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In Case You Thought Maybe Devin Nunes Got Over That Whole Fake Cow Twitter Account Thing, He Didn’t

Devin Nunes looks sad, as always.

Devin Nunes is known for exactly two things: being one of Donald Trump’s most sycophantic defenders and for suing a fake cow.

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All the way back in March of this year, the California Republican Congressman filed a lawsuit against Twitter and a handful of users and accounts. At the time, he cited that favorite Republican conspiracy of shadowbanning, but he was also upset by the existence of parody accounts mocking him, including Devin Nunes’ Mom and Devin Nunes’ Cow.

At the time, @DevinCow had just around a thousand followers. But then, in what might be such a spectacular instance of the Streisand Effect that we need to rename the whole phenomenon in his honor, Nunes threw such a public fit that the account shot to about 100K literally overnight. (Right now it has more than 636,000 followers.)

Now, Nunes has sent a letter to his former political opponent Andrew Janz–a Democrat who is currently running not against Nunes but for Mayor of Fresno–demanding Janz shut down the cow account.

Janz denies having anything to do with the account (although he does say he knows who runs it), but Nunes still wants him to delete the account, make the account stop tweeting (these are, for some reason, separate demands), apologize to him and his family, and retract tweets he found to be defamatory.

Tweets like, for example, “Devin’s boots are full of manure. He’s udder-ly worthless and its pasture time to move him to prison.” The cow has also called him “a treasonous cowpoke.” So obviously we can all agree Nunes isn’t overreacting. Please, someone call the police. The cow simply must be stopped.

Nunes is already suing the account and Twitter for $250 million, which I guess is the going rate for hurt Republican feelings. This letter isn’t a new lawsuit but Janz says it’s the “first step” towards one.

And Nunes is no stranger to weird, frivolous lawsuits. Here’s a smattering of the things and people he’s sued this year (via the LA Times):

He sued a stone fruit farmer in rural California for asking Nunes not to call himself a “farmer” (a thing he is not) 18 ballot.

He sued a research firm called Fusion GPS and a Democratic group called Campaign for Accountability for trying to interfere with his sham of an investigation into the Trump.

He sued his hometown paper for defamation for writing about how terrible he is. (Allegedly terrible, I guess, if we’re trying to avoid lawsuits here.)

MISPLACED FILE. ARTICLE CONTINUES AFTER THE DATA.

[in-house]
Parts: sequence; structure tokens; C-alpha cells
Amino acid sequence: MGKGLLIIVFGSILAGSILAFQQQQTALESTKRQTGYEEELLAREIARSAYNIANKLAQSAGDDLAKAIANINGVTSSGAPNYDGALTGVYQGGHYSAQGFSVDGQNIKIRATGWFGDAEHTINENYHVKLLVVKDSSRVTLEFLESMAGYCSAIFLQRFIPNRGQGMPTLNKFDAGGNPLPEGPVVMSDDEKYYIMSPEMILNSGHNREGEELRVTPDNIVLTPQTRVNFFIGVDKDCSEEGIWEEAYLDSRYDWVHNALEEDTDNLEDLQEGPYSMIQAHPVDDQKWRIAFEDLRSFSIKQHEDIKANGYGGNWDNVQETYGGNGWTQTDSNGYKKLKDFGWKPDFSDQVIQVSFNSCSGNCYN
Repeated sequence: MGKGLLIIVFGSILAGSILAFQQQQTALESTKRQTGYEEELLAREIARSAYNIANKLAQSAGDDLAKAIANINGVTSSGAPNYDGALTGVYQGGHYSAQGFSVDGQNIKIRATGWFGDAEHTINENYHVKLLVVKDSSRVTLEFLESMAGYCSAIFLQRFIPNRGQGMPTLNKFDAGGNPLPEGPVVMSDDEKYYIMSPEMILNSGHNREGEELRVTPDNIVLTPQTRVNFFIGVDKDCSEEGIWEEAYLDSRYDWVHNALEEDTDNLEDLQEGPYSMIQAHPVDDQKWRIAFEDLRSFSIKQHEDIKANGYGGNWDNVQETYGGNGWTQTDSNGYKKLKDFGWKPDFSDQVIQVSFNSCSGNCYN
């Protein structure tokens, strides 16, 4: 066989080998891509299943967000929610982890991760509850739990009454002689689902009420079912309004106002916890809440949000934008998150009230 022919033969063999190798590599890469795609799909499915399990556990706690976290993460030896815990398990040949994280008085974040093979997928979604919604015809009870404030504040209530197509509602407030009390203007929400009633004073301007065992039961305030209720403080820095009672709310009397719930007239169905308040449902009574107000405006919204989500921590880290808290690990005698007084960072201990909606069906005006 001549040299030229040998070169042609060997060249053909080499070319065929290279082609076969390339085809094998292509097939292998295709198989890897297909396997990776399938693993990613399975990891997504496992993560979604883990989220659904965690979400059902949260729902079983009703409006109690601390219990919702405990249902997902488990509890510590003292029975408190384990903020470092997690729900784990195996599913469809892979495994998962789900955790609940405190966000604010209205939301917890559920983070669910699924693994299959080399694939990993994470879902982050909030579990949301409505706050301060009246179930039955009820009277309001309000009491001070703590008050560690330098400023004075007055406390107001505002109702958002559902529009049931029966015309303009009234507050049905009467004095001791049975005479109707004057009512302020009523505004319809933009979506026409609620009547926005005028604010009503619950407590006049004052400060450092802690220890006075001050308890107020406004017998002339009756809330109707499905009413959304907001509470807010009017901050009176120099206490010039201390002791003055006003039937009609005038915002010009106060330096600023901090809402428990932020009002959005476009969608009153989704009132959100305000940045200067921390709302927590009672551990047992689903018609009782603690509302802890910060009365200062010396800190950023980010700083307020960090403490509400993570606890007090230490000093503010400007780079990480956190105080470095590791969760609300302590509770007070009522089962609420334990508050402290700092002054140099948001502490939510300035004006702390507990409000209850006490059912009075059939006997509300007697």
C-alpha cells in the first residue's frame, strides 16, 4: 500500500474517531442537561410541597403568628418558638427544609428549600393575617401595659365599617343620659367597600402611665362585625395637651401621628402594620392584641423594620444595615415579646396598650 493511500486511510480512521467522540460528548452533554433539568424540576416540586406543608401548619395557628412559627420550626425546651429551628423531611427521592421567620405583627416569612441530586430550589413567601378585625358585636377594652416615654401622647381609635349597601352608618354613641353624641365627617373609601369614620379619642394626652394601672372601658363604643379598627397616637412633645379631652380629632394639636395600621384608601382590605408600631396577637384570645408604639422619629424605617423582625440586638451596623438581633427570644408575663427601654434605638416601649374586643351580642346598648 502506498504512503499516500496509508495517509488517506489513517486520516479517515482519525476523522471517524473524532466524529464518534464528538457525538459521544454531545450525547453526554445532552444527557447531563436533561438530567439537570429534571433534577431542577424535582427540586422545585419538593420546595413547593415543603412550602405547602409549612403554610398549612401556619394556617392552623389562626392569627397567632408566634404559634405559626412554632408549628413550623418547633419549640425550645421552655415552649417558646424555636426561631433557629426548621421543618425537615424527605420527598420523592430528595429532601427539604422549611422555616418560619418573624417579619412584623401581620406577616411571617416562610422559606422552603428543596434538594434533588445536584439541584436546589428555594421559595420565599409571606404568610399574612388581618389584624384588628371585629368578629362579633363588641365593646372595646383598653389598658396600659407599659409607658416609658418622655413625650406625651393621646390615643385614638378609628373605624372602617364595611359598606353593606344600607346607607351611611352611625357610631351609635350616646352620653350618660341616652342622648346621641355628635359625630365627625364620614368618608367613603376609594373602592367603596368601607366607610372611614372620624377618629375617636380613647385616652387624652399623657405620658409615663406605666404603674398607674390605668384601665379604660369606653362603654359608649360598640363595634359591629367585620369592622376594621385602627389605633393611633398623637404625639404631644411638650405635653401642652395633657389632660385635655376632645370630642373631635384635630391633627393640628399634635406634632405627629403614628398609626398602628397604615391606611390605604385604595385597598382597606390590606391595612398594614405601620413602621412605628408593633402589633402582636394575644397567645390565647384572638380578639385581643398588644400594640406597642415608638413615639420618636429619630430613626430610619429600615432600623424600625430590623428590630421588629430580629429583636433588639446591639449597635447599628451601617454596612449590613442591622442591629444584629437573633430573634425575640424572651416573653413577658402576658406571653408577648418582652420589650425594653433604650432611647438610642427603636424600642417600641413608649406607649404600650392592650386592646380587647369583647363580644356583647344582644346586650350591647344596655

And he sued Esquire journalist Ryan Lizza for writing about the same sort of alleged terribleness.

He also notoriously refuses to do town hall events or speak to his constituents in any way–which I’m pretty sure I recall being the reason why the cow account started in the first place.

As for the other thing Nunes is famous for–defending Donald Trump no matter what–his own party doesn’t seem to have much faith in his ability to do that very well. House Republicans are adding Rep. Jim Jordan to the Intelligence Committee (of which Nunes is the ranking minority member) just a few days before their public impeachment hearings are set to begin. Republicans insist Jordan isn’t a replacement for Nunes, just a complimentary presence, but literally no one believes that.

Which means the GOP has more faith in Jim Jordan, the man who is currently facing renewed accusations of ignoring rampant sexual abuse under his watch as an Ohio State wrestling coach, than Devin Nunes. Which says everything we need to know about Nunes, Jordan, and the Republican Party itself.

(via Fresno Bee, image: Alex Wong/Getty Images)

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Vivian Kane
Vivian Kane (she/her) is the Senior News Editor at The Mary Sue, where she's been writing about politics and entertainment (and all the ways in which the two overlap) since the dark days of late 2016. Born in San Francisco and radicalized in Los Angeles, she now lives in Kansas City, Missouri, where she gets to put her MFA to use covering the local theatre scene. She is the co-owner of The Pitch, Kansas City’s alt news and culture magazine, alongside her husband, Brock Wilbur, with whom she also shares many cats.

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